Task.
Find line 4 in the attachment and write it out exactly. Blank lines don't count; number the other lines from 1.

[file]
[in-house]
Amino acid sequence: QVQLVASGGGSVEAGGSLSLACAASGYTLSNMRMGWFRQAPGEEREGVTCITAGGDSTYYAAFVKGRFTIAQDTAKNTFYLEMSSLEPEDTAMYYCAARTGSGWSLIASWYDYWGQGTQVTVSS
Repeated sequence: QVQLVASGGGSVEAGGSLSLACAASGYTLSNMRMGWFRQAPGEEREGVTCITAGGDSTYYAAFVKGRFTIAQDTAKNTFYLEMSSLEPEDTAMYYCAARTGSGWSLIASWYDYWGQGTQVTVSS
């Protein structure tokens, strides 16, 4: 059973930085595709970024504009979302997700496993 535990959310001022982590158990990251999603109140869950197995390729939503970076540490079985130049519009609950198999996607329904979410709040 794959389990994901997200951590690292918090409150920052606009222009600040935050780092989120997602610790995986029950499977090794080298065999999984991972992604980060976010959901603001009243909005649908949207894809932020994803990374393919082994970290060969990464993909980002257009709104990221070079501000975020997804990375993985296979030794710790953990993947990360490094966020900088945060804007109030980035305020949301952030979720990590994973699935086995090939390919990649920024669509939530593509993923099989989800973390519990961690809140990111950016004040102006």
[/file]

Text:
């Protein structure tokens, strides 16, 4: 059973930085595709970024504009979302997700496993 535990959310001022982590158990990251999603109140869950197995390729939503970076540490079985130049519009609950198999996607329904979410709040 794959389990994901997200951590690292918090409150920052606009222009600040935050780092989120997602610790995986029950499977090794080298065999999984991972992604980060976010959901603001009243909005649908949207894809932020994803990374393919082994970290060969990464993909980002257009709104990221070079501000975020997804990375993985296979030794710790953990993947990360490094966020900088945060804007109030980035305020949301952030979720990590994973699935086995090939390919990649920024669509939530593509993923099989989800973390519990961690809140990111950016004040102006």